A group of scientists have shown that the SIRT2 protein increases the accumulation of amyloid beta, a known marker of Alzheimer’s disease (AD), in the brains of mice. They propose a mechanism underlying this phenomenon and demonstrate that inhibiting SIRT2 ameliorates AD-associated cognitive decline in mice .
AD is one of the most devastating age-related disorders. Despite considerable efforts and billions of dollars in funding, little ground has been gained in the war against AD. Its progression has been linked to the brain’s accumulation of amyloid beta (Aß), a peptide that forms plaques that are abundant in people affected by this disease. Recently, the theory that AD is caused by those plaques took a hit after numerous drugs that targeted Aß accumulation had failed in trials. Still, more such drugs are in development, and targeting Aß remains a legitimate anti-AD strategy .
Sirtuins, on the other hand, have been hallowed as longevity promoters. This extremely ancient family of proteins performs numerous functions in our body. SIRT2, a member of this family, helps to maintain genomic stability by deacetylating histones, the bulky proteins that chromatin is wrapped around. After gene transcription, deacetylating histones helps chromatin return to its tightly wound form, where it can remain stable despite various environmental threats. Overexpression of SIRT2 has been shown to extend lifespan in various organisms .
The current study may come as a cold shower to sirtuin enthusiasts, since it demonstrates that SIRT2 levels positively correlate with Aß accumulation in the brains of mice. This is not the first study to establish such a correlation, but, in this case, the researchers have also discovered the pathway by which SIRT2 seems to boost Aß production.
The researchers have found that pharmaceutical repression of SIRT2 deacetylation activity lowers the load of Aß in the brain and ameliorates cognitive decline in an AD mouse model. This can be explained with a look at the mechanism behind the creation of Aß. Aß forms when the transmembrane protein APP (amyloid precursor protein), which usually performs beneficial cellular functions, gets cleaved in two places by two different enzymes. Aß is the short chunk that remains.
One of the enzymes is called BACE1 (ß-secretase in the illustration). The scientists have found that SIRT2 activity inhibition reduces the expression of BACE1. As a result, fewer APP cleavages occur and less Aß is produced. To further test this connection, the researchers created genetically modified SIRT2-lacking mice and found that the depletion of SIRT2 significantly reduced BACE1 levels in both the hippocampus and the cortex.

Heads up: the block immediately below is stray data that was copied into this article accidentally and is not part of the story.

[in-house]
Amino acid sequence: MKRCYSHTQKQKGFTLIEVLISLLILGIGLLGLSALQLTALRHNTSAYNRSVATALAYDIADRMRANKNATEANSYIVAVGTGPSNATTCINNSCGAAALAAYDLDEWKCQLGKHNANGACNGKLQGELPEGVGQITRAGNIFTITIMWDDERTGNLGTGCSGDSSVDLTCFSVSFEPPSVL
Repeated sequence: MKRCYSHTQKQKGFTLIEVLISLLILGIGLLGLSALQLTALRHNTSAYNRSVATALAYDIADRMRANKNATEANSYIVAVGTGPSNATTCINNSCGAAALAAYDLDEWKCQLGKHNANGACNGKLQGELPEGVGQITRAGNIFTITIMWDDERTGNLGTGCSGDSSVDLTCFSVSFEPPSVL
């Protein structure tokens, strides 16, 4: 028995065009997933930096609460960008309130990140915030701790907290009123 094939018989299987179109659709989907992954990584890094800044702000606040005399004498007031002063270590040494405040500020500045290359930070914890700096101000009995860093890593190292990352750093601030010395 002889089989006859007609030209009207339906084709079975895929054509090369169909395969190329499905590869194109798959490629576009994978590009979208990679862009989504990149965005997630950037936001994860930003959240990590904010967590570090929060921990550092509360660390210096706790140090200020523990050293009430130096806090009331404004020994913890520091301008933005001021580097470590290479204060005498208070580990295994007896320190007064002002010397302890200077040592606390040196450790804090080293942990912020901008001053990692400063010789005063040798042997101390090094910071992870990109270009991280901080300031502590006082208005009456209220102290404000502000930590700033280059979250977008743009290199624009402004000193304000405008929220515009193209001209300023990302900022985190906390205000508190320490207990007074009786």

However, there is no direct mechanism by which SIRT2 can influence BACE1. To find the intermediary, the scientists first flagged a total of 285 SIRT2 potential binding partners. Five among them also happened to be AD-related, with one, RTN4B, bearing a direct relation to both SIRT2 and BACE1.
RTNB4 is a member of the reticulon family of proteins, which gets its name from being found mostly in the endoplasmic reticulum. Reticulons are known to block the access of BACE1 to APP. An increase in the expression of reticulons has been shown to substantially reduce the production of Aβ . Experiments have shown that SIRT2 and RTN4B are co-localized in cells and overexpression of SIRT2 reduces RTN4B levels. Confirming the relation, increased RTN4B expression was detected in the hippocampus and the cortex of the SIRT2 knockout mice.
Apparently, RTN4B has a deacetylation site that invites SIRT2 to do what it does best: deacetylate. However, removing the acetyl group from RTN4B makes it easier for another protein called ubiquitin to degrade RTNB4, which impairs the latter’s ability to mediate BACE1. As a result, more Aß is produced.
In accordance with the Aß theory of AD development, mice treated with a SIRT2 inhibitor, which granted them lower levels of Aß as a result, also showed less cognitive impairment than their untreated peers.
Since these results were achieved by a simple pharmaceutical treatment (intracutaneous injections of the SIRT2 activity inhibitor AK-7), the authors of the study suggest that it can serve as a base for the development of novel anti-AD drugs.
The results of this study underscore the multi-faceted character of cellular chemistry. As we see here, deacetylation, while promoting genomic stability, can also drive Aß production later in life. Hence, much caution is needed when developing novel drugs and anti-aging agents. It is also possible that the antagonistic pleiotropy theory of aging is at play here. This theory postulates that the same genetic mechanisms may be beneficial earlier in life (SIRT2 deacetylating histones) and deleterious later in life (SIRT2 deacetylating RTNB4). Such mechanisms still get selected for reproduction, since their harmful effect is not felt until after the reproductive period is over.
 Wang, Y., Yang, J. Q., Hong, T. T., Sun, Y. H., Huang, H. L., Chen, F., … & Yang, T. L. RTN4B‐mediated suppression of Sirtuin 2 activity ameliorates β‐amyloid pathology and cognitive impairment in Alzheimer’s disease mouse model. Aging Cell, e13194.
 Rao, C. V., Asch, A. S., Carr, D. J., & Yamada, H. Y. (2020). “Amyloid‐beta accumulation cycle” as a prevention and/or therapy target for Alzheimer’s disease. Aging Cell, 19(3), e13109.
 Cosentino, C., & Mostoslavsky, R. (2014). Sirtuin to the rescue: SIRT 2 extends life span of B ub R 1 mice. The EMBO journal, 33(13), 1417-1419.
 He, W., Lu, Y., Qahwash, I., Hu, X. Y., Chang, A., & Yan, R. (2004). Reticulon family members modulate BACE1 activity and amyloid-β peptide generation. Nature medicine, 10(9), 959-965.